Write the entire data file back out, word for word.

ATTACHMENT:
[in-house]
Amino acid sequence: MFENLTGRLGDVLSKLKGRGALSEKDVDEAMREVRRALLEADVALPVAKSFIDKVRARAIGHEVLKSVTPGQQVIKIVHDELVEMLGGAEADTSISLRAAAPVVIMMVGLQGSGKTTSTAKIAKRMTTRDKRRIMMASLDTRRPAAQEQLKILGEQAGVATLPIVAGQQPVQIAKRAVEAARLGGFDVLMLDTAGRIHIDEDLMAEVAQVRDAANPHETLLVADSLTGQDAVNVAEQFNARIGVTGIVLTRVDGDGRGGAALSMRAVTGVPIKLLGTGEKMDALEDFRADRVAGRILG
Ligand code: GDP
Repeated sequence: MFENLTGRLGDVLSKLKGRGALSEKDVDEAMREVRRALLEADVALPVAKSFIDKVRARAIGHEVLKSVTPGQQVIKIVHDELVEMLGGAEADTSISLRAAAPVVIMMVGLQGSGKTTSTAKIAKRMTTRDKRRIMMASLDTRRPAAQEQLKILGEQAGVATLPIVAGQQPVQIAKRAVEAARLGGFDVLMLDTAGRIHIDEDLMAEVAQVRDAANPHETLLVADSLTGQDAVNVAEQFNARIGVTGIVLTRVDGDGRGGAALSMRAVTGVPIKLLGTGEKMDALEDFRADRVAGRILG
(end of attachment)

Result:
[in-house]
Amino acid sequence: MFENLTGRLGDVLSKLKGRGALSEKDVDEAMREVRRALLEADVALPVAKSFIDKVRARAIGHEVLKSVTPGQQVIKIVHDELVEMLGGAEADTSISLRAAAPVVIMMVGLQGSGKTTSTAKIAKRMTTRDKRRIMMASLDTRRPAAQEQLKILGEQAGVATLPIVAGQQPVQIAKRAVEAARLGGFDVLMLDTAGRIHIDEDLMAEVAQVRDAANPHETLLVADSLTGQDAVNVAEQFNARIGVTGIVLTRVDGDGRGGAALSMRAVTGVPIKLLGTGEKMDALEDFRADRVAGRILG
Ligand code: GDP
Repeated sequence: MFENLTGRLGDVLSKLKGRGALSEKDVDEAMREVRRALLEADVALPVAKSFIDKVRARAIGHEVLKSVTPGQQVIKIVHDELVEMLGGAEADTSISLRAAAPVVIMMVGLQGSGKTTSTAKIAKRMTTRDKRRIMMASLDTRRPAAQEQLKILGEQAGVATLPIVAGQQPVQIAKRAVEAARLGGFDVLMLDTAGRIHIDEDLMAEVAQVRDAANPHETLLVADSLTGQDAVNVAEQFNARIGVTGIVLTRVDGDGRGGAALSMRAVTGVPIKLLGTGEKMDALEDFRADRVAGRILG